Competence got left behind in the rush to look climate friendly by absorbing a token amount of atmospheric carbon dioxide.
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The government agency responsible for our main roads, National Highways, has admitted that over half a million trees have died beside a single 21-mile stretch of new carriageway, reports Sky News.
They estimate the cost of replanting at £2.9m.
Many tree experts say this is symptomatic of a focus on tree planting over tree care. Only growing trees capture carbon or improve habitat.
The upgrade of the A14 between Cambridge and Huntingdon, cost £1.5bn and was opened in 2020.
A number of mature trees were destroyed during construction and planting new ones was part of the development consent order, the permission to build.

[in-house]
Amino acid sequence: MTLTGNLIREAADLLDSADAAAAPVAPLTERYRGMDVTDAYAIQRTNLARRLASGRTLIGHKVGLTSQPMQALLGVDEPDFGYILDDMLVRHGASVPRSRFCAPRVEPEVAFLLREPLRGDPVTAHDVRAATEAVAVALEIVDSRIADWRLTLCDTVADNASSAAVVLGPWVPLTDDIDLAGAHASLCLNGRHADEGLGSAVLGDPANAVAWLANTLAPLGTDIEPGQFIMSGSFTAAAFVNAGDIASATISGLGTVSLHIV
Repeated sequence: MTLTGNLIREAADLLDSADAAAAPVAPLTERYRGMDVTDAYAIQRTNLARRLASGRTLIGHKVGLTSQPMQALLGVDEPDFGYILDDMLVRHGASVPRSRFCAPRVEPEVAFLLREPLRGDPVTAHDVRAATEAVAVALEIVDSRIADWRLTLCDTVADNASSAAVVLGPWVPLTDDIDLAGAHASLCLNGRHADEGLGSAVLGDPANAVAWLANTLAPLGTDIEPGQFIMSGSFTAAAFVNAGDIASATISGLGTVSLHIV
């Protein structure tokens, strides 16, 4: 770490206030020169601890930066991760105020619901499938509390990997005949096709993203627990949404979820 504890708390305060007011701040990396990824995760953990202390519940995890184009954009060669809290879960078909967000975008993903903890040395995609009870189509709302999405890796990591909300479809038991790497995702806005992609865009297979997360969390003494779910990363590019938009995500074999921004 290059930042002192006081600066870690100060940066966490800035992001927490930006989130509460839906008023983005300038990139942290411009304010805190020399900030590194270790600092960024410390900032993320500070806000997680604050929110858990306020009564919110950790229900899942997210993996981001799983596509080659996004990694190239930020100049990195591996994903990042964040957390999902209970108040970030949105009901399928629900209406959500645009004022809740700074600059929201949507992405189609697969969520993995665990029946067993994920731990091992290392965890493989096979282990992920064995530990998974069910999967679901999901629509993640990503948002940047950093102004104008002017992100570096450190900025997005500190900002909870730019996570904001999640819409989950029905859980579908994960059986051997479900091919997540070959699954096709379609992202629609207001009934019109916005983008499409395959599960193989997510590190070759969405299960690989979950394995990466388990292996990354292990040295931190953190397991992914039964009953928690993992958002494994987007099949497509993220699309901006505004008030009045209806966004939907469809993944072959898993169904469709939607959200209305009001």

National Highways planted 850,000 saplings but three years later, Sky News has seen an internal review that points to ‘an unusually high fatality rate’ and reveals that three-quarters of them have died.
National Highways point to poor soil and extreme heat as the main causes.
But these “die-off” figures were compiled before last summer’s record temperatures and it is likely more saplings will have perished in that heatwave.
National Highways, declined to do an interview with Sky News but subsequently did publish a press release admitting “an unusually high failure rate among the planted trees” and added: “Replanting is expected to begin in October with the first batch of 162,000 trees already on order from a local nursery.
“All replanting work will be subject to a five-year establishment period.”
They also told us the cost of replanting will be around £2.9m. That’s taxpayers’ money.
Their internal document suggests the replanting plan will use more mulch to hold water, better tree guards, improved topsoil, and reviewing both the type of tree planted and the sapling’s age.
Full report here.
via Tallbloke’s Talkshop
April 18, 2023 at 05:03AM